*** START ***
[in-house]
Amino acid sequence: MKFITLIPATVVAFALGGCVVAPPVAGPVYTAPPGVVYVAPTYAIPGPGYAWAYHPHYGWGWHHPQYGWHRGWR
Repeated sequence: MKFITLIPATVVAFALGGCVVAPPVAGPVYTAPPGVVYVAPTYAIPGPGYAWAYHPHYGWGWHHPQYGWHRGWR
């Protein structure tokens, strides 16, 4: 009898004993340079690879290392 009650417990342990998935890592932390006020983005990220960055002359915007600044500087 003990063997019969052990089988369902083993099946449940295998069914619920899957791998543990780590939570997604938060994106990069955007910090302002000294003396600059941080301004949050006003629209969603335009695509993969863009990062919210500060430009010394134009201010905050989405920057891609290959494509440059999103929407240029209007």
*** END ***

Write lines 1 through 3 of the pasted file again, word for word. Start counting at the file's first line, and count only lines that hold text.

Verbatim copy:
[in-house]
Amino acid sequence: MKFITLIPATVVAFALGGCVVAPPVAGPVYTAPPGVVYVAPTYAIPGPGYAWAYHPHYGWGWHHPQYGWHRGWR
Repeated sequence: MKFITLIPATVVAFALGGCVVAPPVAGPVYTAPPGVVYVAPTYAIPGPGYAWAYHPHYGWGWHHPQYGWHRGWR